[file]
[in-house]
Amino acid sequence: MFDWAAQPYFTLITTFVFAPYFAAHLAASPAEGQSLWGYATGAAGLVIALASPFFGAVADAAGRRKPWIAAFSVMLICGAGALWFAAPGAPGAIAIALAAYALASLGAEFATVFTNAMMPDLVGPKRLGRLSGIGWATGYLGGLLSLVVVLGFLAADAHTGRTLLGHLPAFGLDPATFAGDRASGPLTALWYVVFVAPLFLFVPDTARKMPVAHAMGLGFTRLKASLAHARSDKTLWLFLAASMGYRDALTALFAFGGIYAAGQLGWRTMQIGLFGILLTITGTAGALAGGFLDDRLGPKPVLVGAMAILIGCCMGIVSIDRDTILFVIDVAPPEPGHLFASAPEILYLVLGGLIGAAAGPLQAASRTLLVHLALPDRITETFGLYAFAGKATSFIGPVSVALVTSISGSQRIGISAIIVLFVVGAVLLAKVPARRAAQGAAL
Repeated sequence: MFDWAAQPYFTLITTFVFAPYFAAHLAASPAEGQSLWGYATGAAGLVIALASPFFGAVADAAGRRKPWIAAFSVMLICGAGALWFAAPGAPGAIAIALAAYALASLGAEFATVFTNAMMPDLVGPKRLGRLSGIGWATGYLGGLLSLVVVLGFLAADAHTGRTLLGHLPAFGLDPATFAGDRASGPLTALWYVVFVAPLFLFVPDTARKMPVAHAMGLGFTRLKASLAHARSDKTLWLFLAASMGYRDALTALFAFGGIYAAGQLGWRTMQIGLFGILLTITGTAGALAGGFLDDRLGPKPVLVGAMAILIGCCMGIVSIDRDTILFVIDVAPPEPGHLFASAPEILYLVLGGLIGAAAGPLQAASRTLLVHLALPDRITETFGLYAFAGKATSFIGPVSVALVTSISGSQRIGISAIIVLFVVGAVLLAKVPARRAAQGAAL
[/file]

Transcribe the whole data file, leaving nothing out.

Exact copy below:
[in-house]
Amino acid sequence: MFDWAAQPYFTLITTFVFAPYFAAHLAASPAEGQSLWGYATGAAGLVIALASPFFGAVADAAGRRKPWIAAFSVMLICGAGALWFAAPGAPGAIAIALAAYALASLGAEFATVFTNAMMPDLVGPKRLGRLSGIGWATGYLGGLLSLVVVLGFLAADAHTGRTLLGHLPAFGLDPATFAGDRASGPLTALWYVVFVAPLFLFVPDTARKMPVAHAMGLGFTRLKASLAHARSDKTLWLFLAASMGYRDALTALFAFGGIYAAGQLGWRTMQIGLFGILLTITGTAGALAGGFLDDRLGPKPVLVGAMAILIGCCMGIVSIDRDTILFVIDVAPPEPGHLFASAPEILYLVLGGLIGAAAGPLQAASRTLLVHLALPDRITETFGLYAFAGKATSFIGPVSVALVTSISGSQRIGISAIIVLFVVGAVLLAKVPARRAAQGAAL
Repeated sequence: MFDWAAQPYFTLITTFVFAPYFAAHLAASPAEGQSLWGYATGAAGLVIALASPFFGAVADAAGRRKPWIAAFSVMLICGAGALWFAAPGAPGAIAIALAAYALASLGAEFATVFTNAMMPDLVGPKRLGRLSGIGWATGYLGGLLSLVVVLGFLAADAHTGRTLLGHLPAFGLDPATFAGDRASGPLTALWYVVFVAPLFLFVPDTARKMPVAHAMGLGFTRLKASLAHARSDKTLWLFLAASMGYRDALTALFAFGGIYAAGQLGWRTMQIGLFGILLTITGTAGALAGGFLDDRLGPKPVLVGAMAILIGCCMGIVSIDRDTILFVIDVAPPEPGHLFASAPEILYLVLGGLIGAAAGPLQAASRTLLVHLALPDRITETFGLYAFAGKATSFIGPVSVALVTSISGSQRIGISAIIVLFVVGAVLLAKVPARRAAQGAAL